Filmmaker's Checklist: The Festival Season Edition

‘Tis the season to be filming, la-la-la-la-la…..

Well, it’s either time to start filming, or time to start preparing your films for festivals as deadlines are looming and we don’t want to miss those early-bird discounts! So, we’re going to press pause on the filmmaking tips for this week, and focus on what you need to do to be in with the best chance of being selected at the festivals you apply to. Your favourite Raindance duo, Kat and Dusan, are here to swiftly guide you through the essential steps of film submission and what you need to do to prepare for festival season.

Set Up Your Profile on Film Submission Platforms

Whether its through Film Freeway, WithoutABox or a protected Vimeo link, whatever platform the festival requires, make sure you send it to them in that format with all of your details filled in.

CHECK Before You Submit! (Then check again…)

Make sure you fill in all the required information otherwise your film may not even reach the pre-selectors if your profile is incomplete. It’s a pain to try and chase up extra information from one or two filmmakers, but imagine if every film did the same and then you have to try and get information from hundreds of filmmakers. Make your film easy to select by giving programmers every reason to pick your film over another. Also, the last thing you want is to have your information printed wrongly in programmes and on websites…

Know Your Festivals

Make sure you’ve researched the festivals you’re submitting to and how your film might fit into their programme. It’ll save you a lot of money and won’t take you too much time – even just a quick google is worth doing. Also make sure you have read all the rules and regulations of the festival you’re submitting to. Goes without saying, but hey, we’re saying it anyway.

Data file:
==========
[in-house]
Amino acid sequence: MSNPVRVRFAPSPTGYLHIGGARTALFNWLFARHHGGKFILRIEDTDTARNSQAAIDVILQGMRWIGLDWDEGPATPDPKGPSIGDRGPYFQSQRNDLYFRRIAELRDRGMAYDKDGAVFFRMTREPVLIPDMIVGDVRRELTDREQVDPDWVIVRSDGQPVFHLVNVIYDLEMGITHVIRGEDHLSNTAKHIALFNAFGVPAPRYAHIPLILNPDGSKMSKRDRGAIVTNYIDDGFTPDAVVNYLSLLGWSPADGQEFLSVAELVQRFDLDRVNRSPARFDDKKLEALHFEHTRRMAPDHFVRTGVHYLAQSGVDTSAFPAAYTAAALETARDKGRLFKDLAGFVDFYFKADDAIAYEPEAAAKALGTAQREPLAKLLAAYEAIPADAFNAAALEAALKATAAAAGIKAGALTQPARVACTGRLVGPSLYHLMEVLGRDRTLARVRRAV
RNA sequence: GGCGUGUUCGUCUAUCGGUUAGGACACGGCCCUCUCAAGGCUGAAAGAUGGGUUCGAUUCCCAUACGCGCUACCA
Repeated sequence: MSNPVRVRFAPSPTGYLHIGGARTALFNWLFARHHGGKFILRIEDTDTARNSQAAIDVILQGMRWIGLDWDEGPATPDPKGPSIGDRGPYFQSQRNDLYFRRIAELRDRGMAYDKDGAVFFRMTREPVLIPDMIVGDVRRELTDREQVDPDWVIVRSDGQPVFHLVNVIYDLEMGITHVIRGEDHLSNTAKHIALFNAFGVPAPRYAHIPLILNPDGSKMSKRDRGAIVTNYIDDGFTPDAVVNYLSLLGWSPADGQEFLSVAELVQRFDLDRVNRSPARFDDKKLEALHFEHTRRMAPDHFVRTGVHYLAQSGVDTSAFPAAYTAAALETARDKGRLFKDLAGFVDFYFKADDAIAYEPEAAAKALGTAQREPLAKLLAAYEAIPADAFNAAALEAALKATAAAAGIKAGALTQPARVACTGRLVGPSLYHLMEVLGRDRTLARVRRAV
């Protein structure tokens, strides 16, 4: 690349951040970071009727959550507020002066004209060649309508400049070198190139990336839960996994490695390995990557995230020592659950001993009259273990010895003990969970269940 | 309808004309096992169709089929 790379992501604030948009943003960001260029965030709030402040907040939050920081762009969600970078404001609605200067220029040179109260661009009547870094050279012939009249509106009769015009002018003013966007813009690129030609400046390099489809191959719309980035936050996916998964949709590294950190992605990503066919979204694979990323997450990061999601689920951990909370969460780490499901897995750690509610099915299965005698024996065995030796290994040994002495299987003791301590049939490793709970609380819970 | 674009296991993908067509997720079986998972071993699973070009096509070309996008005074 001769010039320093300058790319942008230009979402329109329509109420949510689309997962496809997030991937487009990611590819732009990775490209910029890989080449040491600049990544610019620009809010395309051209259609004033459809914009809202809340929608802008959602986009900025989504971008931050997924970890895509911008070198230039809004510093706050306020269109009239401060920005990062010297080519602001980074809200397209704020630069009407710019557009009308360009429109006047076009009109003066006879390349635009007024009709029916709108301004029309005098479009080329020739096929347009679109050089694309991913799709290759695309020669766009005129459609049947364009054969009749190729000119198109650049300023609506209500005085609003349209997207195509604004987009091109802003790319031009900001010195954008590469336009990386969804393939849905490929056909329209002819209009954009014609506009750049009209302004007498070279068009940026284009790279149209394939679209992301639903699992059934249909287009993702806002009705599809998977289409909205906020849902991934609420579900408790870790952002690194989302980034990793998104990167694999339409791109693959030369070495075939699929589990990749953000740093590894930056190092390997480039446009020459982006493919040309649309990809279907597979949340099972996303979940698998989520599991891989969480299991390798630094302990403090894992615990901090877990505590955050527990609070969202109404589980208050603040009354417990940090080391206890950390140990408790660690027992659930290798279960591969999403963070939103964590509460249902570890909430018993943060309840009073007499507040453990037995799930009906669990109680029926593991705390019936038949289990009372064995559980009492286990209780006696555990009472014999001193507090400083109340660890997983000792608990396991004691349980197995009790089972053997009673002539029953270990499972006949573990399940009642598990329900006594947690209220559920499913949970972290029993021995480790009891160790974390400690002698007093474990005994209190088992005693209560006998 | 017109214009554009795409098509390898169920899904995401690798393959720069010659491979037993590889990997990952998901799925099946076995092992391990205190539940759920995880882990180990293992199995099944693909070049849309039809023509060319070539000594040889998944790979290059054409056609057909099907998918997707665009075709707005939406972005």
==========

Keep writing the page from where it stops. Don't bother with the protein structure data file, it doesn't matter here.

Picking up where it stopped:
Make Your Press Kit

A strong press kit can make your film look more professional and, more importantly, marketable. If you have already supplied materials and thought about your marketing strategy, it’s much easier for distributors to pick up your film when it’s ready to be sold.

Get Your Social Media in Order & Build Your Brand

Make sure you have handles for your film on social media platforms and have already gained a following that will make audiences and buyers take you seriously. Use your social media to keep fans and audiences up to date with what you’re doing and what’s happening with your creative projects. Sell yourself as a product that collaborators would want to work with and you social media can be key in helping find and fund new projects. Whether its for yourself or for the film, make sure you’ve got a clear brand and ‘look’ for your film. Everything from font-style to poster style and colour scheme. If this is cohesive across all media then audiences will be able to recognise it across platforms and get a sense of what you/your film is about.

Select Stills That Sell Your Film

Make sure you have a handful of high-quality stills that you can send across to festivals and across social media, so that your film is instantly recognisable and consistent across all platforms.

Ensure You Have Chain of Title Paperwork & Music Rights

Without all of these, even if selected for exhibition, your film could be scuppered by your inability to provide the paperwork and proof of rights before screening. If you’re using music that you haven’t secured the correct rights to, your film won’t be screened. Period. As the consequences will fall on the venue and the festival – so make sure you don’t get blacklisted by getting these in order before you submit!

Make Yourself Professional and Easily Reachable

Creating social media accounts or websites means it’s easy for festivals to contact you. If your email is something like ‘’, it’s not easy for festivals to know who that refers to (even though that is probably the best email I’ve ever seen.) Make sure your email signatures have the right contact details, as with your profiles on film hosting platforms. Make the email address is easily recognisable and you have the same details across all platforms.

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Still need help getting into the Film industry? Worry not, you can get some great tips and first-hand advice at our Breaking Into The Film Industry evening class.



Kathryn is an MA graduate in Film and Television from The University of Bristol. After moving from the depths of the countryside, Kathryn has swapped fields for filmmaking and has recently worked as a Production Assistant for Baby Cow. Kathryn continues to make informative (read: hilarious) videos with fellow Raindancer Dusan, and hopes to pursue a career in the film industry to financially support her cat.

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